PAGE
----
Dystopian Fiction Unit

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Room 213
Grade Levels
8th - 12th
Resource Type
Formats Included
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  • Google Apps™
275 slides, 6 stations, 30 pages
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Students love dystopian fiction, and this low prep unit will allow you to explore the genre with multiple engaging lessons and activities.

  • Use the introductory lesson to give students some background on the genre and have them explore the concept of Utopias (45-60 minutes)

  • Choose physical or digital learning stations to help your students learn about the characteristics of the dystopian genre. Each station makes use of excerpts from dystopian novels so students can apply what they learn (45-60 minutes)

  • Take a closer look at the importance of language in dystopian fiction with a lesson on Orwell's beliefs about the ways that language shapes our thoughts (15 - 20 minutes)

  • The next lesson explores the marriage between dystopian & science fiction and concludes with a fun collaborative activity (60-90 minutes)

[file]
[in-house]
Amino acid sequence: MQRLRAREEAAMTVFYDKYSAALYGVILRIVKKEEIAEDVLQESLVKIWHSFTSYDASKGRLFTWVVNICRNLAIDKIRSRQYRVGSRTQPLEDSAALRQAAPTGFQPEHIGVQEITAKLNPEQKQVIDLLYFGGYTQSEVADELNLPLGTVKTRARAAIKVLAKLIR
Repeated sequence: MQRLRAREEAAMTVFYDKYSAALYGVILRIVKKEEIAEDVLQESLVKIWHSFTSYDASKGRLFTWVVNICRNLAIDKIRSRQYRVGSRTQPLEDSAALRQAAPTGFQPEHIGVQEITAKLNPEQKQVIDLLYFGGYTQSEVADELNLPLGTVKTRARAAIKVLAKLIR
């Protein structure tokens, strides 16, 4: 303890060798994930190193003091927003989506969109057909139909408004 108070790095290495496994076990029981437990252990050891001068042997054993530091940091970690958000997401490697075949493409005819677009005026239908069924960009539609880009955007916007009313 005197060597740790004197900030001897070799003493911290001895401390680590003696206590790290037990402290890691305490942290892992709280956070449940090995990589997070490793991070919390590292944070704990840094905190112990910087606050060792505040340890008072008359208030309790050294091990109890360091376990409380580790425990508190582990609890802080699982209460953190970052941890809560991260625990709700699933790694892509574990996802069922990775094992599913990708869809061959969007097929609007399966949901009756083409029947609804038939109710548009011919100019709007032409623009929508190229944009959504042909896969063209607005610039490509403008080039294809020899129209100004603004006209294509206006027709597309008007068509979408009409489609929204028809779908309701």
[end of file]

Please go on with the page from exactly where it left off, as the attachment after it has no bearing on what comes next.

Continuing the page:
• Students will then select from (or read all of) The Veldt, Harrison Bergeron, The Lottery, and A Feeling of Power. They will need to identify how each one fits the genre of dystopia. There are several options provided, including ways to re-use the learning stations. You will be provided with links to each of the short stories (60 min + depending on how many stories you assign).

  • Finally, there are several extension activities you can choose from: a collaborative activity where students create a dystopian world, a short descriptive writing activity, links to related nonfiction articles to use for discussion and response, and short excerpts from YA novels to practice close reading.

*Times will vary based on the age and abilities of your students.

**The resources are accessed via Google Drive and are ready and easy to share for distance learning.

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Permission to copy for single classroom use only.

Total Pages
275 slides, 6 stations, 30 pages
Answer Key
Included with rubric
Teaching Duration
1 Week
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to see state-specific standards (only available in the US).
Cite strong and thorough textual evidence to support analysis of what the text says explicitly as well as inferences drawn from the text.
Determine a theme or central idea of a text and analyze in detail its development over the course of the text, including how it emerges and is shaped and refined by specific details; provide an objective summary of the text.
Read closely to determine what the text says explicitly and to make logical inferences from it; cite specific textual evidence when writing or speaking to support conclusions drawn from the text.
Determine central ideas or themes of a text and analyze their development; summarize the key supporting details and ideas.
Assess how point of view or purpose shapes the content and style of a text.


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